What the Amber Guyger Case Reveals About White America
“But the trouble is that what we call ‘asking God’s forgiveness’ very often really consists in asking God to accept our excuses… There is all the difference in the world between forgiving and excusing.”
— C.S. Lewis
Some have called it “the hug heard round the world.” Just moments after former police officer Amber Guyger was handed a 10-year prison sentence for the murder of Botham Jean, an unarmed Black man who was shot while eating ice cream at home, she was embraced by her victim’s brother.
“If you truly are sorry — I know I can speak for myself — I forgive you.” Brandt Jean said to his brother’s killer.
The bailiff comforted Guyger after the verdict, bringing her tissues and fixing her hair. The judge then stepped down, Bible in hand, and spoke with Guyger for a few minutes before embracing her as well. There were tears all over the courtroom, and praise over the moment across the internet, especially from white America.
I respect Brandt Jean’s decision to process the trauma of his brother’s death however he chooses. But I’m more skeptical of white America’s praise. As a Black activist, I write constantly about racism. One recurring theme of my work covers the evolution of racist systems: for example, the connection between incarceration to plantation slavery, or modern-day policing to slave patrols. This country has never made a concerted effort to audit and remedy the damages of anti-Blackness. Therefore, we have no grounds to conclude that racism is an artifact of the past. We also have no justification to feign shock during instances of racial violence.
I cannot tell you how many times a white, Christian male has appeared in my social media feeds, throwing scripture and vomiting slaveholder theology to shut me up. At every turn, they seem to have an excuse for anti-Black violence: They’ll say prisons are disproportionately filled with Black people because Black people commit more crimes. They’ll say racist outcomes in economics and employment are due to Black culture. They’ll say the victims of police violence earned their deaths. They’ll say slavery was common in other times and some slavemasters were nice. There is always an excuse.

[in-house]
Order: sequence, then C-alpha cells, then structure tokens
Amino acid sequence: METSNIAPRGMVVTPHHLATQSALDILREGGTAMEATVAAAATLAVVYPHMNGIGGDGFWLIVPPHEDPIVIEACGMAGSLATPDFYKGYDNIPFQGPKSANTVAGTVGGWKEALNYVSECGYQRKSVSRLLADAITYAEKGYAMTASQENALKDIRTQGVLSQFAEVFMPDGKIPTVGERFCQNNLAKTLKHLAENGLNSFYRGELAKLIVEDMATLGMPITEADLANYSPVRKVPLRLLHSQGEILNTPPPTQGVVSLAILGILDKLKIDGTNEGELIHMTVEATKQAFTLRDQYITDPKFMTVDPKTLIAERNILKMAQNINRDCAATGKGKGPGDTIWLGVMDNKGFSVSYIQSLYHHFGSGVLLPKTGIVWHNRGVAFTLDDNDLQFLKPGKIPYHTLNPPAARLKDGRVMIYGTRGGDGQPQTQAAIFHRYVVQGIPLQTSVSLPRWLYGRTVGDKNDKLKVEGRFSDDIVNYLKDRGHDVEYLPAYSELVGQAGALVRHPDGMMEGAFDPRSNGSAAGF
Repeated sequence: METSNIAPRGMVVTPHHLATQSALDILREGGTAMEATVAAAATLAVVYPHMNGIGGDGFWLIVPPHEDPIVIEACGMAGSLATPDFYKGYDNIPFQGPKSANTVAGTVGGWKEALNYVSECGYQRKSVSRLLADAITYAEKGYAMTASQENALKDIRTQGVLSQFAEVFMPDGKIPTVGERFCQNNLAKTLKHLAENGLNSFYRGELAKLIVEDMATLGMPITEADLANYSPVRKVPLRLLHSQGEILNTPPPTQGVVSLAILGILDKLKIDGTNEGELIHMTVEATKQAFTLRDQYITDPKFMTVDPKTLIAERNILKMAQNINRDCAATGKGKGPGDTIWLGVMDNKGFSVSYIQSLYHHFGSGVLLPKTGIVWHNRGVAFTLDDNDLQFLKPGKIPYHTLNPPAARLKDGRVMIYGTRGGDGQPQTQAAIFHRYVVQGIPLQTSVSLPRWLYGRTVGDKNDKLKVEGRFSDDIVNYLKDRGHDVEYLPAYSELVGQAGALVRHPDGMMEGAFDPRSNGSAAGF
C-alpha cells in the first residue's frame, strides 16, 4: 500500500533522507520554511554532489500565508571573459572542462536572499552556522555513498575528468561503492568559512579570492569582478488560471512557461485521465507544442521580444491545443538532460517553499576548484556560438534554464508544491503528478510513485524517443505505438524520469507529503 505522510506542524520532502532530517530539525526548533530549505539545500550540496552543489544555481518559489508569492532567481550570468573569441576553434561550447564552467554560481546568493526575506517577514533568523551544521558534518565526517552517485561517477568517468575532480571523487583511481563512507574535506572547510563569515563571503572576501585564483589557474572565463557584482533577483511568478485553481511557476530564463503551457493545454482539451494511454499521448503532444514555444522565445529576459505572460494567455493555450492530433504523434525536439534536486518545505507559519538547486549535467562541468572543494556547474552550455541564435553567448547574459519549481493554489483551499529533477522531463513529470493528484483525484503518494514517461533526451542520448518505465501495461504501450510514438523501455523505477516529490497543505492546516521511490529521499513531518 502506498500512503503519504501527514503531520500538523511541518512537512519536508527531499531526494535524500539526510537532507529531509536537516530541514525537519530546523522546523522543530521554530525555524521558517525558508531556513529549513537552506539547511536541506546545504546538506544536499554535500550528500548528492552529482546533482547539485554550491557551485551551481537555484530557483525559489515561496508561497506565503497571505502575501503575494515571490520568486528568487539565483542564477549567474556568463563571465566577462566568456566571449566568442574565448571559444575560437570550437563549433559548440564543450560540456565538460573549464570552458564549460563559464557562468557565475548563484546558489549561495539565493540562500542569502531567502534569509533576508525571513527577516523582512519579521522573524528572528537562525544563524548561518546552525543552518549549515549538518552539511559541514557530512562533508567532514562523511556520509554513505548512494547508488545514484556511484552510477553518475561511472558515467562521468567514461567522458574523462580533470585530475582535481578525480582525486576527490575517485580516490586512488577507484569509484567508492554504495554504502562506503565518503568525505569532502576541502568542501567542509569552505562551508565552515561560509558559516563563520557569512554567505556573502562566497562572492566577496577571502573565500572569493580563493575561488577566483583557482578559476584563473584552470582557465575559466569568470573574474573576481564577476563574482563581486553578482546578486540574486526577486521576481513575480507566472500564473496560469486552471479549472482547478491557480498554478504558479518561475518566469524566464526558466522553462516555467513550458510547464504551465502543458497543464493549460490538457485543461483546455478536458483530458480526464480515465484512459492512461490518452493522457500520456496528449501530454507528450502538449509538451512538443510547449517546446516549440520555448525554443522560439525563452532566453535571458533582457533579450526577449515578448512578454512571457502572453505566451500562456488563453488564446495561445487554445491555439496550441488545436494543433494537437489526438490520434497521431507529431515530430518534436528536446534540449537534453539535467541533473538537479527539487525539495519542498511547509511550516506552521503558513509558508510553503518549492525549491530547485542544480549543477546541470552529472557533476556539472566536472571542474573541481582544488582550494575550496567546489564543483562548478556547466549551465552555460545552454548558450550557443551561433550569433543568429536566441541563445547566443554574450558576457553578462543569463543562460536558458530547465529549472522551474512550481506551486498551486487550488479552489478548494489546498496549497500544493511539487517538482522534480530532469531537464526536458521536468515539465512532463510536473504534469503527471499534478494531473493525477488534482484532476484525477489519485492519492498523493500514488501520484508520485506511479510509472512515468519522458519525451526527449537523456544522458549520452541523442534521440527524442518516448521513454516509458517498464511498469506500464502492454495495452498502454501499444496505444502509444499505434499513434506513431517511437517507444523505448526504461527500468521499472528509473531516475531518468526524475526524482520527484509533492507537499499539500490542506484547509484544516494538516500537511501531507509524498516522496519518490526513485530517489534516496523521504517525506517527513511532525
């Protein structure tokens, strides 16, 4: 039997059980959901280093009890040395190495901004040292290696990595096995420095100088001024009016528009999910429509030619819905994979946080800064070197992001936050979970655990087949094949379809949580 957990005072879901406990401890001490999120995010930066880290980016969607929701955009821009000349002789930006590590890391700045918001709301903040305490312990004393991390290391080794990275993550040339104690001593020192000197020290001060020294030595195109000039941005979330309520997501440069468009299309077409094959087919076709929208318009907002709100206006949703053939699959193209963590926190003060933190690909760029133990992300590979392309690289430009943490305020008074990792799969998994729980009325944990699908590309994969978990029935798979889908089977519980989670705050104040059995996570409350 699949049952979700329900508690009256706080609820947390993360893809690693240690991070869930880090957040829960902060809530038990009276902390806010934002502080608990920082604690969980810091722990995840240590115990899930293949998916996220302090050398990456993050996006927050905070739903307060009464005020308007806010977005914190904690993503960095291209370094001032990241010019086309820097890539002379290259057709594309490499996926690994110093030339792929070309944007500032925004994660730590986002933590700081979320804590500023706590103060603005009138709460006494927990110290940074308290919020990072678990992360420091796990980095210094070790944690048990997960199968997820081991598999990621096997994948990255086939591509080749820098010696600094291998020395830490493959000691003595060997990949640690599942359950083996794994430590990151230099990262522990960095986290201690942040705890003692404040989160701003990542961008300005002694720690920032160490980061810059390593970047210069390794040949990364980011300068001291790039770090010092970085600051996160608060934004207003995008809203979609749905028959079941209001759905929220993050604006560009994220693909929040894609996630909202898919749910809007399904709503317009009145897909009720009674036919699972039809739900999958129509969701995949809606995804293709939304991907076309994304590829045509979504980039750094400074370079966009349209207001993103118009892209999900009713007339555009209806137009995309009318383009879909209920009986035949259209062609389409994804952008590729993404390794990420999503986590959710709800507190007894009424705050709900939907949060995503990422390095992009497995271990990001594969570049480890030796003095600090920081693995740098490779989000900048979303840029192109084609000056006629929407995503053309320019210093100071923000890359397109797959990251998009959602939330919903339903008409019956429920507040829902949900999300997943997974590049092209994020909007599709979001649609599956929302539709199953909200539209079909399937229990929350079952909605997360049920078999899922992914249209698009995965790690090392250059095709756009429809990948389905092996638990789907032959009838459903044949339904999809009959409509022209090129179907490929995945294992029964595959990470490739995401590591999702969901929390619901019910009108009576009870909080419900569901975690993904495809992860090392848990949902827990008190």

In short, white America dismisses anti-Black violence. Racism, they contend, is not so pervasive, not so vicious, not so bad as Black people are making it out to be.
They speak as though the solution for racism is forgiveness. Any anger we express at living in an anti-Black world is mislabeled as “bitterness.” Any accountability we demand is mislabeled as “vengeful.” Any assertion that reparation is necessary is deemed unreasonable. It’s all “divisive” to them. Their argument is basically that we just need to “get over it.”
And since white America is dismissive about anti-Black violence, white America is rarely angered by it. White America was largely not upset alongside us as we mourned the deaths of Trayvon Martin, Mike Brown, Tamir Rice, Sandra Bland, Rekia Boyd, Terrance Crutcher, Philando Castile, Michelle Shirley, Korryn Gaines, Eric Garner, Freddie Gray, J.R. Thomas, the list goes on.